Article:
By J. Hoberman, June 14, 2023
Cyril Schäublin’s Unrest may be the most orderly movie about anarchists ever made. That is part of the point. Uncannily serene as well as romantic, absurdist, and politically astute, Unrest riffs on Pyotr Kropotkin’s 1870s visit to the Jura Mountains, then the center of the Swiss timepiece industry. (The title refers to a particular watch mechanism as well as a political situation.) Not yet the amiable Santa Claus apostle of mutual aid, the thirtysomething Kropotkin (played by the nonactor Alexei Evstratov) arrives in the Jura as a cartographer and leaves a convert. Schäublin prefaces the movie with a quote: “After staying a few weeks with the watchmakers, my views upon socialism were settled: I was an anarchist.”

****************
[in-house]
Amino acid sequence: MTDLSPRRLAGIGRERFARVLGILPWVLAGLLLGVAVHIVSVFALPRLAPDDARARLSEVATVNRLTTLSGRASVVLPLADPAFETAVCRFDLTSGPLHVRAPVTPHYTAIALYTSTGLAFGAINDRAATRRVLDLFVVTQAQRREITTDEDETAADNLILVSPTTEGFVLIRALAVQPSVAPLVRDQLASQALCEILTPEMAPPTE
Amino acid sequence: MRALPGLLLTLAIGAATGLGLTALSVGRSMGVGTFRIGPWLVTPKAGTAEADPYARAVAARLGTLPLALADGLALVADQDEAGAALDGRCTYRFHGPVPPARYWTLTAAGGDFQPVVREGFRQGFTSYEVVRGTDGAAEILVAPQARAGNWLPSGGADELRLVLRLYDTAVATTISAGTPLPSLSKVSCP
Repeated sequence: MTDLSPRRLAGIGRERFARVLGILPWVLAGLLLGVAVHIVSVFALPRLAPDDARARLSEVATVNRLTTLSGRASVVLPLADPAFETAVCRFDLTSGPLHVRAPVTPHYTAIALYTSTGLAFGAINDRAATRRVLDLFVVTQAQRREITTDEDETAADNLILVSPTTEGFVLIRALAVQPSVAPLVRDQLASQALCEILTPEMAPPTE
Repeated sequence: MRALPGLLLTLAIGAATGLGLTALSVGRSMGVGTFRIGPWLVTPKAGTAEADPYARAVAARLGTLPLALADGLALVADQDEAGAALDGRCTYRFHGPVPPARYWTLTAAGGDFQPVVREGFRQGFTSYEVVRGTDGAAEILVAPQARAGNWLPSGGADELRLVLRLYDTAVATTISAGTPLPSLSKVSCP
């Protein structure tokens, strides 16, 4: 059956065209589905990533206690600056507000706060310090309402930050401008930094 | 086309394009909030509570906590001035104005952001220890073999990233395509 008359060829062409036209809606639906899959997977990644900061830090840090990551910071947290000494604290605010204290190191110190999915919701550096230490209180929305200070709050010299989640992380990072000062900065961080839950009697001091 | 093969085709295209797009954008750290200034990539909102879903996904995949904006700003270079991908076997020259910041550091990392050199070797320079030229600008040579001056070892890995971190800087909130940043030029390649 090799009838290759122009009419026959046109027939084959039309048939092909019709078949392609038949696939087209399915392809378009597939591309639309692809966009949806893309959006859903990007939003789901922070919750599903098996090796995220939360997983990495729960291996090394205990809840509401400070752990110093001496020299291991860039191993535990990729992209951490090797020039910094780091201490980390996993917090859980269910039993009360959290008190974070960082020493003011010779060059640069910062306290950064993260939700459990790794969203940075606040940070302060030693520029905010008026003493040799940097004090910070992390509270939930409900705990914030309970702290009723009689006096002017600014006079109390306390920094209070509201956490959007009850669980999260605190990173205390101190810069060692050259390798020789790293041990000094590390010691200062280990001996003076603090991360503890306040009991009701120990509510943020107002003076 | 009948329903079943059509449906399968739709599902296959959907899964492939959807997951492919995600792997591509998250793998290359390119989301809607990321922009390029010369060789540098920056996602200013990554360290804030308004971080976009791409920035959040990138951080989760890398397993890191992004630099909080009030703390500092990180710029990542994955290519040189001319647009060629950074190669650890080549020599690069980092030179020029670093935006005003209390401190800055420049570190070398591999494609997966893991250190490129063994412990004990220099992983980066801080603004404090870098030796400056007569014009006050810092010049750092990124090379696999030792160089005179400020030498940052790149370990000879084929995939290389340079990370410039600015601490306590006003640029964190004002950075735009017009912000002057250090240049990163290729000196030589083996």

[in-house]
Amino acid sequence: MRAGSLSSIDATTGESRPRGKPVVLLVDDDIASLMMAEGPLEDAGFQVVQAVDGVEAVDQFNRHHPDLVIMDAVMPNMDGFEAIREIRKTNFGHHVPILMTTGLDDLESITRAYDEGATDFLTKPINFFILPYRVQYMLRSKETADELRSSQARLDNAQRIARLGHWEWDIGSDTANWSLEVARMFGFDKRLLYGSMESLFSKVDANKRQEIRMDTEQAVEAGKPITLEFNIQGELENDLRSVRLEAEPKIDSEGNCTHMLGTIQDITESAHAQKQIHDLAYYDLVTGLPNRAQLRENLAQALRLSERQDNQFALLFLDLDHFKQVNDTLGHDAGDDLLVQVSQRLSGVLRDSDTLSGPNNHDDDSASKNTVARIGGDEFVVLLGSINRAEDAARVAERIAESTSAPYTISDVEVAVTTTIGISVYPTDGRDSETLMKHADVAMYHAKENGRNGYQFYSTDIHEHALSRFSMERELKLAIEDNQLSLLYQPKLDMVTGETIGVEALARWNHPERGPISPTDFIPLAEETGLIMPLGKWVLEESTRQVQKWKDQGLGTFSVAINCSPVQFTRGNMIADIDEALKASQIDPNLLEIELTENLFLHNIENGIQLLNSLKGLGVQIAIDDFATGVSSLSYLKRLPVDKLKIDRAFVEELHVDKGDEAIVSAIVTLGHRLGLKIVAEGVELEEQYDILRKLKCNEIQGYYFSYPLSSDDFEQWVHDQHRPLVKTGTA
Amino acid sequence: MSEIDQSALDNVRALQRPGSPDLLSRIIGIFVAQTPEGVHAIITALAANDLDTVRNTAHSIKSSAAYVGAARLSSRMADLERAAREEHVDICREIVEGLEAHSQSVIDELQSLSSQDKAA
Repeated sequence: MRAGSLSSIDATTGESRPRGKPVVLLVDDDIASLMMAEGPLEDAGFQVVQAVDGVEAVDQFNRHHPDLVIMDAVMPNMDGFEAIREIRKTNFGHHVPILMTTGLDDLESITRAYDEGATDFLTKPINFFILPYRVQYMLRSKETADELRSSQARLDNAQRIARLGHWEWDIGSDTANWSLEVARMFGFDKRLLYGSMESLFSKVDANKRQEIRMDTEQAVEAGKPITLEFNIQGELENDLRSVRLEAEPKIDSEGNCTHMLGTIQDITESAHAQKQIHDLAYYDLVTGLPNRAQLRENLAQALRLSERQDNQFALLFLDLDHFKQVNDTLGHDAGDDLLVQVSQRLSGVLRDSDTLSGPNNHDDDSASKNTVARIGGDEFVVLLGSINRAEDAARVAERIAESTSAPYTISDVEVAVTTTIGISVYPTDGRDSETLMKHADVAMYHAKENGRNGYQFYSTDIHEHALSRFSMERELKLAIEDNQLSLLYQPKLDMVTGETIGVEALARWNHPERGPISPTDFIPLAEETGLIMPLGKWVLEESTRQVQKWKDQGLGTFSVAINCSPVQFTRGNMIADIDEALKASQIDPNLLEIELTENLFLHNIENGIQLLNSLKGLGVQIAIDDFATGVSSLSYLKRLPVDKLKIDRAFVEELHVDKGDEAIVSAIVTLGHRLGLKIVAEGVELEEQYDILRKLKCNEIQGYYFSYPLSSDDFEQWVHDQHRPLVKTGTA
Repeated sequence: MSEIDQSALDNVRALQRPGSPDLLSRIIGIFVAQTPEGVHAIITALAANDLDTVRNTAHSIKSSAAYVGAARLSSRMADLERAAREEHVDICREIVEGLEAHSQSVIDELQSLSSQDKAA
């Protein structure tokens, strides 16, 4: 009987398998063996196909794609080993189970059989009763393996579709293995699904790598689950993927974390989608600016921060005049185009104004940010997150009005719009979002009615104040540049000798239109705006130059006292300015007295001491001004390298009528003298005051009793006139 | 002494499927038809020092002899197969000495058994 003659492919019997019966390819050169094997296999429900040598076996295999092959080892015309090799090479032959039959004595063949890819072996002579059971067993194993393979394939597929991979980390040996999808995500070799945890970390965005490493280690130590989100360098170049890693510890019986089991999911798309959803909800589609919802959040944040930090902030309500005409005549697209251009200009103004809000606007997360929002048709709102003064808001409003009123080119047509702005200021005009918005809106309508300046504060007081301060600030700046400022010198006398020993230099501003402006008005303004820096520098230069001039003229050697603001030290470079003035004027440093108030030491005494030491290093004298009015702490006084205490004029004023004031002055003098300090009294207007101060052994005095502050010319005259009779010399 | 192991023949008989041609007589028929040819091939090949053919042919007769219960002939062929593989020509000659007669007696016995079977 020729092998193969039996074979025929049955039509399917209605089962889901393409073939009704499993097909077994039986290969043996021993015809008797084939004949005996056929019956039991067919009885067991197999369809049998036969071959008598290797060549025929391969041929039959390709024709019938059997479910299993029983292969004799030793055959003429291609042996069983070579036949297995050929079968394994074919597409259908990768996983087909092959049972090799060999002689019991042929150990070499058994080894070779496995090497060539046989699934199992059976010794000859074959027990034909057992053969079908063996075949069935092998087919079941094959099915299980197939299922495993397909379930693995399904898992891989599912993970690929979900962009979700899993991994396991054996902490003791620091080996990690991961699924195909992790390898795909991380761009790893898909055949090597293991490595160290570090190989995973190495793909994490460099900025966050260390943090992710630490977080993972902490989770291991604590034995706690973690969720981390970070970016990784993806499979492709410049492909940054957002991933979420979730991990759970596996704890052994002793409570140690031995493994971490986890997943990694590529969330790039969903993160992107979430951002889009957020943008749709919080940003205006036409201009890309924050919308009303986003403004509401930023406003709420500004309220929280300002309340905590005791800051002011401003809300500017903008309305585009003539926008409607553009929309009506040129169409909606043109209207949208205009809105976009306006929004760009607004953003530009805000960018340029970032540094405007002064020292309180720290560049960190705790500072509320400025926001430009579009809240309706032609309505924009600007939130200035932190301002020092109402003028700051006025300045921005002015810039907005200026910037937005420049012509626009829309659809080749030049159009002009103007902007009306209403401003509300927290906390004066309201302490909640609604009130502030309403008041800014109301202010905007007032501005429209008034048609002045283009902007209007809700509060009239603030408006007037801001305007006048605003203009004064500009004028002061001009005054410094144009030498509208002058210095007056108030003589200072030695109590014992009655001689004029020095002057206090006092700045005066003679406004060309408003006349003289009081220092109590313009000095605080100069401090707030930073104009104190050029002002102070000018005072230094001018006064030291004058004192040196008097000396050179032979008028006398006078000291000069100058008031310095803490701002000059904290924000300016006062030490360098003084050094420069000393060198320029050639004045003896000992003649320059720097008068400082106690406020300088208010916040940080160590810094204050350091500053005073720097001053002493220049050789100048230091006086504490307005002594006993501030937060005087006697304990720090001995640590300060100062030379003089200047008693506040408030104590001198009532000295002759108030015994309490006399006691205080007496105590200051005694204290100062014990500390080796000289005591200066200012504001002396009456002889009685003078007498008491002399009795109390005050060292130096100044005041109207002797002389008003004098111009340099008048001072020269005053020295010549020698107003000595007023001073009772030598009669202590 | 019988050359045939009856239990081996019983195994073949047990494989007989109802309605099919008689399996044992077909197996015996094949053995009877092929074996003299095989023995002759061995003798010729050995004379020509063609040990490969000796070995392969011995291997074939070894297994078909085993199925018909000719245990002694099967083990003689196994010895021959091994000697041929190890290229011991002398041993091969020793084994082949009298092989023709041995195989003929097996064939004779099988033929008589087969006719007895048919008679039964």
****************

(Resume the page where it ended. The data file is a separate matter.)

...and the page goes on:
Explorer Kropotkin has stumbled upon his Shangri-la. Saint-Imier, the remote town he’s come to map, is not only the locus of watchmaking in Switzerland but, as the site of the first congress of the Anarchist International, a crucible of modern times. Nascent globalization has disrupted old modes of production and consumption and enabled new modes of political organization. Manufacturers worry about losing international markets, while workers raise money for foreign comrades. New communication technologies have also revolutionized daily life. The photograph, only a few decades old, is the source of celebrity; the telegraph, invented slightly later, is the information highway. Society is hyper-regulated but not exactly rational. Saint-Imier has four time zones: train, church, factory, and telegraph office. Time is money, and timing is everything. The telegraph office has a sign warning patrons: “Keep it short. Your minutes are as precious as ours.” Upon arriving in Saint-Imier, Kropotkin is thrown into a new governing regime, under which the police are amiably ubiquitous and everyone is monitored.